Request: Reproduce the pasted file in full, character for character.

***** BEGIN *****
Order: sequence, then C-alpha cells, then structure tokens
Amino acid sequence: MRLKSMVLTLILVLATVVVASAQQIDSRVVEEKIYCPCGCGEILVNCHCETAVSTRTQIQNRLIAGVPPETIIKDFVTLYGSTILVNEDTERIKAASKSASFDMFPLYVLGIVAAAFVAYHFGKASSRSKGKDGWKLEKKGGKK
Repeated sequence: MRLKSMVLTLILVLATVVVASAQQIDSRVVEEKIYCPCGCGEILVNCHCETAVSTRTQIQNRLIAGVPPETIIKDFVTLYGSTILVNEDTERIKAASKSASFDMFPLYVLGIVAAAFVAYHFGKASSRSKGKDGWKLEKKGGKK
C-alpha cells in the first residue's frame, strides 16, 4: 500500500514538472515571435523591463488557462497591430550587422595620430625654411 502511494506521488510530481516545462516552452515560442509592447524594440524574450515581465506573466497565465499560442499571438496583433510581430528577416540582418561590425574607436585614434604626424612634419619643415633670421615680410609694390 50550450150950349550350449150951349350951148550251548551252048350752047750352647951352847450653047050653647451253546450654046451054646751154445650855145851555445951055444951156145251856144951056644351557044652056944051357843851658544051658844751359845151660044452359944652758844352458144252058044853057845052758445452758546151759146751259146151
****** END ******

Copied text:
Order: sequence, then C-alpha cells, then structure tokens
Amino acid sequence: MRLKSMVLTLILVLATVVVASAQQIDSRVVEEKIYCPCGCGEILVNCHCETAVSTRTQIQNRLIAGVPPETIIKDFVTLYGSTILVNEDTERIKAASKSASFDMFPLYVLGIVAAAFVAYHFGKASSRSKGKDGWKLEKKGGKK
Repeated sequence: MRLKSMVLTLILVLATVVVASAQQIDSRVVEEKIYCPCGCGEILVNCHCETAVSTRTQIQNRLIAGVPPETIIKDFVTLYGSTILVNEDTERIKAASKSASFDMFPLYVLGIVAAAFVAYHFGKASSRSKGKDGWKLEKKGGKK
C-alpha cells in the first residue's frame, strides 16, 4: 500500500514538472515571435523591463488557462497591430550587422595620430625654411 502511494506521488510530481516545462516552452515560442509592447524594440524574450515581465506573466497565465499560442499571438496583433510581430528577416540582418561590425574607436585614434604626424612634419619643415633670421615680410609694390 50550450150950349550350449150951349350951148550251548551252048350752047750352647951352847450653047050653647451253546450654046451054646751154445650855145851555445951055444951156145251856144951056644351557044652056944051357843851658544051658844751359845151660044452359944652758844352458144252058044853057845052758445452758546151759146751259146151